We no longer live around the corner from some of our closest friends, but thankfully have a tradition to meet up the day after Thanksgiving and go on a hike near our house. Their holiday travels bring them through town so we have a chance to spend some quality time together before the real chaos of the holidays settles in.
This year, at the last minute, we learned that other mutual friends were passing through as well. They live across the country or on the other side of the world depending on the week, so we jumped on the chance to catch up with them.
I had a bunch of random stuff in the fridge, including: oranges, onions, capers, and polish kielbasa. So, Nicholas and I grabbed a big piece of salmon from the store, and Dan went out for peirogies and booze from our corner market. Katie bounced in the jumperoo while I prepped for 1/2 hour or so, and then everything went in the oven when friends arrived. Our friends brought a delicious salad. Voila, a quick, easy and elegant brunch was born!
Needless to say we didn’t make it on our hike this year, and that was just fine with us!
Turkey, turkey, and more turkey. I bet you’re getting sick of talking turkey by now. But if you’ve got leftovers, your turkey days aren’t over yet! Here are some recipes for the week that will help you move on from Thanksgiving and finish up that turkey…one classic recipe, one *hopefully* new one, and one that has no turkey at all (but it uses up some of that turkey stock you made)!
Make this on Sunday for a football fiesta!
Slow Cooker Turkey Chili
Corn Chips or Cornbread
The recipe calls for ground beef or turkey. Just omit the beef or turkey, and add in 3-4 cups chopped, cooked turkey at the same time you add the beans. Delish!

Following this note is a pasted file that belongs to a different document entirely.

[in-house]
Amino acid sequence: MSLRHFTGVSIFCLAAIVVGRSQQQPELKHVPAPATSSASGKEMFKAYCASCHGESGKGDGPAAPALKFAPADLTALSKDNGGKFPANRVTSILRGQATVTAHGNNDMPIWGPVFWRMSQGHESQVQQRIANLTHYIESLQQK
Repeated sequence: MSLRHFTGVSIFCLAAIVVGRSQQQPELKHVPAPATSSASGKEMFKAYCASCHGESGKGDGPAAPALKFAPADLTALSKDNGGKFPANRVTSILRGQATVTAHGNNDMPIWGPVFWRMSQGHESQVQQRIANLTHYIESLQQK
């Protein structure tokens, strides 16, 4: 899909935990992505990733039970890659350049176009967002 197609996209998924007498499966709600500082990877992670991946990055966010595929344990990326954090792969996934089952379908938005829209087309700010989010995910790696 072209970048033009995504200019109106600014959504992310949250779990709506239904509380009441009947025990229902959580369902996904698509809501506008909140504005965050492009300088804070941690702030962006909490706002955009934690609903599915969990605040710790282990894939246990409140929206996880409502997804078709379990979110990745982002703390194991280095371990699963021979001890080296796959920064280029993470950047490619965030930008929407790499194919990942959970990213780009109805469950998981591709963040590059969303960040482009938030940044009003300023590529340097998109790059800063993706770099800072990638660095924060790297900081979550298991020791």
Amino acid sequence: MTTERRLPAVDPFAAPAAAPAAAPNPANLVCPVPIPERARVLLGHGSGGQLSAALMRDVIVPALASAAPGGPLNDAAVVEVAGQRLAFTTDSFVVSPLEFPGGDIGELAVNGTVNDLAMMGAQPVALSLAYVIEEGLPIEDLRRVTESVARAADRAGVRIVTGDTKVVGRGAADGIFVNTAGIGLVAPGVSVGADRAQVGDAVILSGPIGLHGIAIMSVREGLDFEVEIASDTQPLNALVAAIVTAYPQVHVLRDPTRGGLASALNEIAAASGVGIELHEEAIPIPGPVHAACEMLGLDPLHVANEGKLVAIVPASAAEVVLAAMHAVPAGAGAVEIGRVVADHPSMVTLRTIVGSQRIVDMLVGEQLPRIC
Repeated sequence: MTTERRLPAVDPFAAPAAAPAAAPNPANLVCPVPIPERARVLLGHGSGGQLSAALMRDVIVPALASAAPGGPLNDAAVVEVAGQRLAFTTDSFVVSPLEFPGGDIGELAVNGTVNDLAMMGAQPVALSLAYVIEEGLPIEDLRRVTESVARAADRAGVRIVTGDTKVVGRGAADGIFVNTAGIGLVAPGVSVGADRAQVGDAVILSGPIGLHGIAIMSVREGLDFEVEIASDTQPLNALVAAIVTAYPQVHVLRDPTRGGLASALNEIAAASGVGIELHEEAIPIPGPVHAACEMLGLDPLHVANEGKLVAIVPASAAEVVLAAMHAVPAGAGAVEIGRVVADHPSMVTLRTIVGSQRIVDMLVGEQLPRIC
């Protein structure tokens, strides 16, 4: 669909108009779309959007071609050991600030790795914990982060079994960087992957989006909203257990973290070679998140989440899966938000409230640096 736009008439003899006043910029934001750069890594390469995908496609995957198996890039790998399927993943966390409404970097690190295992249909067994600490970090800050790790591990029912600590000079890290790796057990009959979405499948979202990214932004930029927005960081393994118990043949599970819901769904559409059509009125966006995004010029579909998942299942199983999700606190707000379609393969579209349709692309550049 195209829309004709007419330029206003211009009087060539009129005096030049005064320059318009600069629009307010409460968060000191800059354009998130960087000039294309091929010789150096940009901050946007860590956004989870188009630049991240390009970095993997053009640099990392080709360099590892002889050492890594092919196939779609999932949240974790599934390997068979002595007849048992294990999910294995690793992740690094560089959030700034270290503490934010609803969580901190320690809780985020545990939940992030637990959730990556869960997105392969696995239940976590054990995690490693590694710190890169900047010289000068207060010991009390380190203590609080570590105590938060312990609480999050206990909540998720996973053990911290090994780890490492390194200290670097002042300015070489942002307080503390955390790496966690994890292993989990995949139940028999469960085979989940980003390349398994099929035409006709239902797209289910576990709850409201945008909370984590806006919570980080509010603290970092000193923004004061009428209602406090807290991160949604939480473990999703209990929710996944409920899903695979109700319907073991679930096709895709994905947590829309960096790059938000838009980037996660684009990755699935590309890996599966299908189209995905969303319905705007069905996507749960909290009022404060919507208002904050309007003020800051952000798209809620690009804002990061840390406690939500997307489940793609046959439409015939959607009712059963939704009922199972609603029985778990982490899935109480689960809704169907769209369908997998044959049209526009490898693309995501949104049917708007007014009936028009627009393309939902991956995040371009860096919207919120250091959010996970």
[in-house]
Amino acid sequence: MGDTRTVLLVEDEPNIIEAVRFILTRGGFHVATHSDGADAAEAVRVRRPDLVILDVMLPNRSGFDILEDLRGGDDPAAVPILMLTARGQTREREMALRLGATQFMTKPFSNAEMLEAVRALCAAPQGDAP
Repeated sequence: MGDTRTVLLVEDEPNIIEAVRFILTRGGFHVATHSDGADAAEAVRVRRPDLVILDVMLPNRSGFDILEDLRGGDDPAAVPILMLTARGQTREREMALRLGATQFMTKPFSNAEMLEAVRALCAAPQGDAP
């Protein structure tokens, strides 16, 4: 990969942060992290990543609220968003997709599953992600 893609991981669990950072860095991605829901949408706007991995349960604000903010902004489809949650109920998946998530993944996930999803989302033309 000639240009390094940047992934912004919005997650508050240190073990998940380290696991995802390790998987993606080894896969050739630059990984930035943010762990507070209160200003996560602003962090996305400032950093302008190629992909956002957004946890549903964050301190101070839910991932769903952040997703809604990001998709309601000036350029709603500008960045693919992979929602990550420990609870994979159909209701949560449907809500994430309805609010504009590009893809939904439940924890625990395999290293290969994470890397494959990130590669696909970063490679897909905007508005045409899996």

A great way to use up all of those leftovers…just put them in a casserole and bake. This is easy to assemble the night before. Then when you come home all you need to do is throw it in the oven and 45 min later you have dinner. For this one, you can also make a Stage 3 baby food version of Shepherd’s Pie.
Baby Food: Shepherd’s Pie
Menu #3: Hump Day Help
Here’s a good one for a cold, rainy midweek meal. You’re sick of cooking, sick of eating turkey, but you can come home to a warm nourishing meal nonetheless.
This recipe is for the stovetop, but making it in the slow cooker couldn’t be easier. Just dump everything in the crock pot (you don’t need to soak the beans), set on low, and 8 hours later you have dinner.
5-6 cups cooked, chopped turkey
polish kielbasa or other smoked sausage
cubanelle or poblano peppers–3
1.5 oz dried New Mexico chiles
1.5 oz dried ancho chiles
chipotle pepper in adobo sauce
28 oz can diced tomatoes (preferably fire-roasted)
chicken or turkey stock–3 quarts
kidney beans–14oz can
pinto or black beans–14 oz can
garbanzo beans–14oz can
dried navy beans–1 pound
1 oz dark chocolate
yogurt or sour cream
Cheddar or jack cheese
frozen green beans